1.3- Origin and distribution + Origin: Pond apple (Annona glabra) is native to southern Florida in the United States (including the Everglades), the Caribbean, Mexico, Central and South America, West Africa, and South Asia (Sri Lanka); it is an aggressive invader in the Pacific region. Fruits disperse by floating on water. A. glabra appears to have naturally colonized West Africa from seeds transported on water from tropical America (Csurshes and Edwards 1998, ISSG 2011). It can be the same case of Pond apple that is native to the South Asia !? + Distribution: Pond Apple is a small tree found in wet, swampy areas in South Florida of U.S.A, North-South of America, low land of Afica, Asia, Australia and Pacific Islands. It grows in swamps, is tolerant of saltwater, and cannot grow in dry soil. Now Pond Apple trees are the wild plants on almost lowland areas of many tropical countries that are referred above. In The United States of America it is common in the Everglades. Its ability to grow in flooded areas and to tolerate salt water has enabled it to spread through much of northern Queensland’s wet tropics area. It now infests more than 2000 ha of the Wet Tropics Bioregion, and threatens melaleuca wetlands and native mangrove communities. Now pond apple trees are wild plants in many lowland areas on the World as South Florida of U.S.A, North of South America, Africa, Southeast Asia, Australia and other Pacific Islands. The fruits are not important and are usually wasted. Although it is edible, the tree would not be planted as a fruit tree and now it is the worst weed and the dangerous invasive plants.
2- Characteristics of Pond Apple Tree and Fruits
2.3- The Uses of Pond apple tree and fruits a- Culinary Uses of Pond Apple Fruit - Uses as fresh fruit Unlike the other Annona species the pulp of the fruit when ripe is yellow to orange instead of white. The fruit is edible for humans and its taste is reminiscent of ripe Honeydew melon. It ripe fruit is usually used as fresh fruit. Some people consider the flavor agreeable, while others have characterized it as “insipid” or “scarcely desirable”. The flavor and texture are considered inferior to the related sweetsop and soursop, and the fruit has never attained popular use (FNA 2011, FOC 2011). - Uses as making food Pond apple ripe fruits can be made into jam and it is a popular ingredient of fresh fruit drinks in many countries, expecially in the Maldives. b- Medicinal Uses A recent study suggests that its alcoholic seed extract contains anticancer compounds that could be used pharmaceutically (Cochrane et al. 2008). c-Other uses of Pond Apple + Young Pond apple trees are used as rootstock for the grafting trees A young Pond apple tree is used as a hardy rootstock for grafts of more commercially desirable related fruits, such as Soursop and Sugar apple trees. - Experiments in South Florida have been made in an attempt to use it as a superior rootstock for Sugar apple or Soursop. While the grafts initially appear to be effective a high percentage of them typically fail over time. Soursop on Pond apple rootstock has a dwarfing effect. - In Southeast Asia and Vietnam, Pond apple is usually used to produce the grafting trees for Soursop, it is called Mãng cầu ghép or Mãng cầu tháp in Vietnam. Through its introduction as a rootstock, however, Pond apple tree has escaped cultivation and become weedy or invasive in Pacific countries including Fiji, French Polynesia, Vietnam, and Australia (PIER 2011). Other than this, it is not cultivated widely. + Seeds of Pond apple are used as Botany insecticide In Viet Nam, seeds of Pond apple are used as Botany insecticide. Seeds are smashed then soak in water, use this solution to spray on vegetables to kill worms and hoppers.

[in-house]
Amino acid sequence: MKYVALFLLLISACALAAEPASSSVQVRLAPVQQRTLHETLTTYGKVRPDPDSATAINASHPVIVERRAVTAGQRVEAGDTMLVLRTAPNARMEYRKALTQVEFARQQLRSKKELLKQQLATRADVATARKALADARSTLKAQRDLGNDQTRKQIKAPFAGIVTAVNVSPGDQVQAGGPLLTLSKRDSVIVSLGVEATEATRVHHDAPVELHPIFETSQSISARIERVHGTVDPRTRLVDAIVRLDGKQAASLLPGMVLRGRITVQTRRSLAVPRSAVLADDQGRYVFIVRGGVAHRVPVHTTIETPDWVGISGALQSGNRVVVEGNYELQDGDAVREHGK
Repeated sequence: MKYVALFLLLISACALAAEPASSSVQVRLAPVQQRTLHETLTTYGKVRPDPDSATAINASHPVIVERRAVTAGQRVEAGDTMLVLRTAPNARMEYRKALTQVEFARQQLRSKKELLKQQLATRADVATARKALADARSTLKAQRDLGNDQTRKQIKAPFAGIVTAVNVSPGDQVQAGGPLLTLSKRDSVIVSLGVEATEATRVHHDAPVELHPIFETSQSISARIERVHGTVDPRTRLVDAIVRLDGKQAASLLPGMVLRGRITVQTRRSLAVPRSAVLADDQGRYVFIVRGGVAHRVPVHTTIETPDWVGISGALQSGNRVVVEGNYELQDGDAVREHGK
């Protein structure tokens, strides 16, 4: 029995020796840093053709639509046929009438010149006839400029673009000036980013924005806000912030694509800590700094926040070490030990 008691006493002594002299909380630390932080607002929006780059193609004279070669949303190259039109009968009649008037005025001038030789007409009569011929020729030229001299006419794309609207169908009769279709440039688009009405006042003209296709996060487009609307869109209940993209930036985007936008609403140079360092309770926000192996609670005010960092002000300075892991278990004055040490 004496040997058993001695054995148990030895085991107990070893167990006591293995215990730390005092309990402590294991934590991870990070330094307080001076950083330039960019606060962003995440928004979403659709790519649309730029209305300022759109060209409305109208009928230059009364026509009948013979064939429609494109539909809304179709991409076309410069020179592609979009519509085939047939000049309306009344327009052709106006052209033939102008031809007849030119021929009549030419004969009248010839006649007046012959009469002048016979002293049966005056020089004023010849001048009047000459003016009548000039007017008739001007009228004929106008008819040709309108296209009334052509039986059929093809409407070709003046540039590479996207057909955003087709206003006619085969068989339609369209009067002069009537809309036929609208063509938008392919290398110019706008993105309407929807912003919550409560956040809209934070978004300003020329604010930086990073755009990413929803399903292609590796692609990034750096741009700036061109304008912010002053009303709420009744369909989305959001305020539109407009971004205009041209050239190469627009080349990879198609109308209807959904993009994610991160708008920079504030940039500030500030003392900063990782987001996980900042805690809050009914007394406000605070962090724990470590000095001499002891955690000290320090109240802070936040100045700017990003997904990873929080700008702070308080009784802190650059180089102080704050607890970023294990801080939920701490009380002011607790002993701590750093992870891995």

2.4- The Problem of Pond Apple trees on the World ! Pond apple (Annona glabra) is a tropicalfruit tree in the family Annonaceae, in the same genus as the Sweetsop, the Soursop and the Cherimoya. The tree is native to Florida in the United States, the Caribbean, Central and South America, and West Africa. It is common in the Everglades. It grows in swamps, is tolerant of saltwater, and cannot grow in dry soil. Now pond apple trees are wild plants in Vietnam and other countries in Southeast Asia, the fruits are not important and are usually wasted. It is a very troublesome invasive species in northern Queensland in Australia and Sri Lanka, where it grows in estuaries and chokes mangrove swamps. + Pond Apple is the worst weeds In Australia, Pond apple is a Weed of National Significance. It is regarded as one of the worst weeds in this country because of its invasiveness, potential for spread, and economic and environmental impacts. It can invade fresh, brackish and saltwater areas and its thickets are capable of replacing whole ecosystems. Its seed is primarily dispersed by water, especially during floods. Disturbed flood-prone ecosystems are most at risk from pond apple invasion, particularly mangroves, melaleuca woodlands, riparian areas, drainage lines, coastal dunes and islands (Australian Government 2003). In estuaries and mangrove swamps, it can outcompete grasses and sedges, inhibit germination of Melaleuca species, and alter fire regimes (ISSG 2011). It is categorized as a Class 2 weed in Australia, which indicates that it has spread over substantial areas of Australia (particularly in Queensland), and has serious impacts that must be controlled (Queensland 2007). Its sale in Australia for any purpose is prohibited. + Pond Apple is a dangerous Invasive Species It is a very troublesome invasive species in northern Queensland in Australia and Sri Lanka, where it grows in estuaries and chokes mangrove swamps. Its seedlings carpet the banks and prevent other species from germinating or thriving. It also affects farms as it grows along fencelines and farm drains. It also invades and transforms undisturbed areas. The Global Invasive Species Database describes it as “a highly invasive woody weed that threatens wetland and riparian ecosystems of wet tropics, world heritage areas and beyond.” (ISSG 2011).